Black Men in Medicine creates community and support network for doctors of tomorrow

black men in medicine meeting

Even with a solid educational base, the journey to becoming a doctor is long, rigorous and easily derailed. This is especially true for groups underrepresented in medicine. The organization Black Men in Medicine (BMIM) exists to support and mentor Black male undergraduates, medical students, residents, attending physicians and tenured faculty on their journey in the medical profession.

“We didn’t get here by ourselves,” says Ray Bignall, MD, assistant professor of Pediatrics at The Ohio State University College of Medicine and Nationwide Children’s Hospital. “We’re investing in each other by encouraging those coming up behind us.”

Evans Osuji, a third-year medical student, serves as president of BMIM at Ohio State. He says in addition to presentations, discussions, resources and mentorship, BMIM offers educational programs and mentorship for elementary, middle, high school and pre-med students throughout Ohio. This enables medical students to become role models for students and helps them see medicine as a viable career choice.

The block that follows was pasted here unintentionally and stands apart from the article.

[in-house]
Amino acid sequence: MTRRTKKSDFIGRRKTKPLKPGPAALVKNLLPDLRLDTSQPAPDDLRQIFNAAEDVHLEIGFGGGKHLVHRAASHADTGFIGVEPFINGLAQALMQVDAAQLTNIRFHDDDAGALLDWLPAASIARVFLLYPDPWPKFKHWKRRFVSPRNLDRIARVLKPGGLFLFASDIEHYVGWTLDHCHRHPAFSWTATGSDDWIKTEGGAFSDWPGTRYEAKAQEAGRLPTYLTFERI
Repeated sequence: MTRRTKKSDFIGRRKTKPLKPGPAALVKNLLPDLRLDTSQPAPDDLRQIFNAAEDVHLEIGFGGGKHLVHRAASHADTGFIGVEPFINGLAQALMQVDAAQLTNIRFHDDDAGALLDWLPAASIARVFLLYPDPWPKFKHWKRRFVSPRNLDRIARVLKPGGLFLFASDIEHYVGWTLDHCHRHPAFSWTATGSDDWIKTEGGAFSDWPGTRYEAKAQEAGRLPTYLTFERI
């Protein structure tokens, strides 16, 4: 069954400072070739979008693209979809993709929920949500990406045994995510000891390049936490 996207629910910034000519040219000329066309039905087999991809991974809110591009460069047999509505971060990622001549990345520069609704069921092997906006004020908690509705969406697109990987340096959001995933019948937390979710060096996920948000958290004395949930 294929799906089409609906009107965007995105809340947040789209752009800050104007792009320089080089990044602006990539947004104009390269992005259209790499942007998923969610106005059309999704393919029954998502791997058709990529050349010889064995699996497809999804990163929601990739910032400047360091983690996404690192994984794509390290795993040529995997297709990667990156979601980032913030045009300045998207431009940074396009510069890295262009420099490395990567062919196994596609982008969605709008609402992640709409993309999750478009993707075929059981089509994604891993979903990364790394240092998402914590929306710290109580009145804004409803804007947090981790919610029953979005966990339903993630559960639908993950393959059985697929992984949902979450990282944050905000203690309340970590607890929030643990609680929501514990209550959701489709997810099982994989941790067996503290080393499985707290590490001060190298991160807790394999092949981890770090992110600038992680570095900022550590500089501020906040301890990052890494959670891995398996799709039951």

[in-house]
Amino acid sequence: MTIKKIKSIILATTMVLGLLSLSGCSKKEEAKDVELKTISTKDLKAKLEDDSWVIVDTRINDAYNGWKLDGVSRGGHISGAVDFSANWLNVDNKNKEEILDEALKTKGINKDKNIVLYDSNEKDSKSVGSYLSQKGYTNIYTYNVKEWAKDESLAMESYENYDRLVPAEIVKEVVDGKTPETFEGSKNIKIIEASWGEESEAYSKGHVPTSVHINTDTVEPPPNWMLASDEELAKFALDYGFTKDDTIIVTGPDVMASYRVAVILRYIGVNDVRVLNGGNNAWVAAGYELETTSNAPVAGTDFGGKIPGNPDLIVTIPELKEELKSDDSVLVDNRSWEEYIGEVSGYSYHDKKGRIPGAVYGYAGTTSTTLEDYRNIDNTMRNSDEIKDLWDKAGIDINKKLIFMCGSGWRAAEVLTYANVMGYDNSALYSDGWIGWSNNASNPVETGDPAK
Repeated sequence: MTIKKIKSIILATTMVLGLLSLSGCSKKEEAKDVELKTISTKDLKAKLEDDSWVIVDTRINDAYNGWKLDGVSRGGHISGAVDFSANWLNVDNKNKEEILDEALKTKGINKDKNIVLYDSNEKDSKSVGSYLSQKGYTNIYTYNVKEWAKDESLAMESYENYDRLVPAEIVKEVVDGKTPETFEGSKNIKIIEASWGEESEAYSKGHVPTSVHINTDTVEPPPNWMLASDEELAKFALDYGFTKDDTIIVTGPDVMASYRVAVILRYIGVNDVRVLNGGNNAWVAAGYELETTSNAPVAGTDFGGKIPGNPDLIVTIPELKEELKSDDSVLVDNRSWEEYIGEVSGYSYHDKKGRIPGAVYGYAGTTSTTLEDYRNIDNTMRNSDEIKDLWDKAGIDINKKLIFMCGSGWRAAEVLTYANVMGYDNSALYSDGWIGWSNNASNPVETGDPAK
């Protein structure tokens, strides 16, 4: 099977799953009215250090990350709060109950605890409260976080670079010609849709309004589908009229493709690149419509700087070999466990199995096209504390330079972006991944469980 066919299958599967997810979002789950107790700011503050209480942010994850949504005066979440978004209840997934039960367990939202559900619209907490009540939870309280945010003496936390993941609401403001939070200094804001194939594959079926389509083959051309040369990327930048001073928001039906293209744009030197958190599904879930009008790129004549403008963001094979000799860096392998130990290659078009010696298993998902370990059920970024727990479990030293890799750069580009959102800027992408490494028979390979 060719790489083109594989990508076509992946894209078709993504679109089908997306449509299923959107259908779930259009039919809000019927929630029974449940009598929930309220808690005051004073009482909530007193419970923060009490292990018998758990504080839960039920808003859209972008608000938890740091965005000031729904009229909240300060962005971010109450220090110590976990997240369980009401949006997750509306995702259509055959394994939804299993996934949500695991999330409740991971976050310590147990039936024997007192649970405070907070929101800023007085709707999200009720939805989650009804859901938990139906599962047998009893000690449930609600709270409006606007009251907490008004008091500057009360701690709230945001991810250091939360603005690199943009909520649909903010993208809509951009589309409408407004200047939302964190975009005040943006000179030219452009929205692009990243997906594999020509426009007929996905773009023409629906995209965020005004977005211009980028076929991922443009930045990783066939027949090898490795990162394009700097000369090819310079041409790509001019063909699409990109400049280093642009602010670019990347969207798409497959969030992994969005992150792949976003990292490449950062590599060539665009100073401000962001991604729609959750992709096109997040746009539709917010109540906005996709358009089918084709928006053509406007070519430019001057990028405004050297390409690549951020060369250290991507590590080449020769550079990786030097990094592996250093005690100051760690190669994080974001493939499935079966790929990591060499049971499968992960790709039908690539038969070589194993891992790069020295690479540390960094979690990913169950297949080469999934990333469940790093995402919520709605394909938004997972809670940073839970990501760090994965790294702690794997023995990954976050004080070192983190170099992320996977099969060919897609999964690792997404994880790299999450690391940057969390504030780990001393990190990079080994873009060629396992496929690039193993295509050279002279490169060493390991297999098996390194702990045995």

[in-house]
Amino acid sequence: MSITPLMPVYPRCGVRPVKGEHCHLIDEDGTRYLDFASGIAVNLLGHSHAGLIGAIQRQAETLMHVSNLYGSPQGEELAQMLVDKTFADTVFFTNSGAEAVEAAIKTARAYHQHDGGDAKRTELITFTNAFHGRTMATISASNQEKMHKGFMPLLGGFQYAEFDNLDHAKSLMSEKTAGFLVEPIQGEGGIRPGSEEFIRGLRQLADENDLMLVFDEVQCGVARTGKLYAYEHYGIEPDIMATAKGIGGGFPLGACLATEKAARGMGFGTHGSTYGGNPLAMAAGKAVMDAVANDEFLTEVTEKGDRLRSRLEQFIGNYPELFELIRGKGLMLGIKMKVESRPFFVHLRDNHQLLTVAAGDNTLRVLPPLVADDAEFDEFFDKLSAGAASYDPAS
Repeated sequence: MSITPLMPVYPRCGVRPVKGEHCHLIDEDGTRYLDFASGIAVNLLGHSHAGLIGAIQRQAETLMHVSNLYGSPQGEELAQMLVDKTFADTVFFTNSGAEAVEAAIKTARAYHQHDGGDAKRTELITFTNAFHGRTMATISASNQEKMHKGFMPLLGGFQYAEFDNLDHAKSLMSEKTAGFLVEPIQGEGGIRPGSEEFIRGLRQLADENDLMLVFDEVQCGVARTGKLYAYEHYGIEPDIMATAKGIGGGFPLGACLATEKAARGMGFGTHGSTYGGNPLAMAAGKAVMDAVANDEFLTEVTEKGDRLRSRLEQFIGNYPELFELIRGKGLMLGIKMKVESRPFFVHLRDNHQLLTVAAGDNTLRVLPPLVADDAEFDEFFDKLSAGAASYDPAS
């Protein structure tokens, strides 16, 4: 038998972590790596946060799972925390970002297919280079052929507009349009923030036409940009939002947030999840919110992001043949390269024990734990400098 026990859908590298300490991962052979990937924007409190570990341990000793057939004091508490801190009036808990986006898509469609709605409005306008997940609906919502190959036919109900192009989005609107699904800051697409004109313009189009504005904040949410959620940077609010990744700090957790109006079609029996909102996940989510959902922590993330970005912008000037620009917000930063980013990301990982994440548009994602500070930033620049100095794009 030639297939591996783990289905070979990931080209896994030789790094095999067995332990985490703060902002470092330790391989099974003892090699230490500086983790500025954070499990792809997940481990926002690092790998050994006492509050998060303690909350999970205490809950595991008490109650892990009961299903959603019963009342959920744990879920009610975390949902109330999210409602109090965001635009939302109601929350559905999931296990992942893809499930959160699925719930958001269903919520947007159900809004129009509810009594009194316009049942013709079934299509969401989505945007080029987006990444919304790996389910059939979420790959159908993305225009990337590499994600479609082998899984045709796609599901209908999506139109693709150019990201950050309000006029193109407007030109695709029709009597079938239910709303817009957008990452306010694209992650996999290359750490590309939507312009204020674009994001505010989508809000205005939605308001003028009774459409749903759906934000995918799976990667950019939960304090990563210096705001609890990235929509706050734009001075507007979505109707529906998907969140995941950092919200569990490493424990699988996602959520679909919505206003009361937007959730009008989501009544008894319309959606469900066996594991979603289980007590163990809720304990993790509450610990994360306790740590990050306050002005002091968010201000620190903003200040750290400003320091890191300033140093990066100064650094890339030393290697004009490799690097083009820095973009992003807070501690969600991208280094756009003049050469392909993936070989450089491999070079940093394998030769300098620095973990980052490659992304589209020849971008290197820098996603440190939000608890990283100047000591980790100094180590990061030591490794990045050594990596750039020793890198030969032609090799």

“To me it’s brotherhood, it’s community” Osuji says. “Diversity is what drew me to Ohio State, and getting involved with mentorship has been transformational.”

At a recent round table event, Henry Young, MD, associate professor of Emergency Medicine at the Ohio State College of Medicine, shared his experience in medical school where he was one of three Black men in his program.

“We felt the absence of Black peers but as soon as we started rotations, things changed,” Dr. Young says. “Seeing the pride in the eyes of minority patients when they realized I was their doctor was really moving and motivating.”

Dr. Young says today he feels an increased understanding and level of trust when he walks into a room and tells his minority patients that they need to take a certain medication, undergo a certain test or make a lifestyle change. They say, “If you say I need to do this, I’ll do it.”

After Dr. Young finished fielding questions from the group, an open discussion brought forth many more stories of perseverance and mentorship. Those more seasoned in their careers offered words of encouragement while normalizing feelings of overwhelm and anxiety and sharing healthy coping mechanisms.

“There’s a lot of wisdom and experience in this room,” Dr. Bignall says. “We exist to help each other, and we have to put forth the energy to encourage each other at every stage of this journey.”

This video was produced by Jason Johns and Jason Hazel, who both serve as senior digital media producer in the Office of Technology and Digital Innovation at The Ohio State University.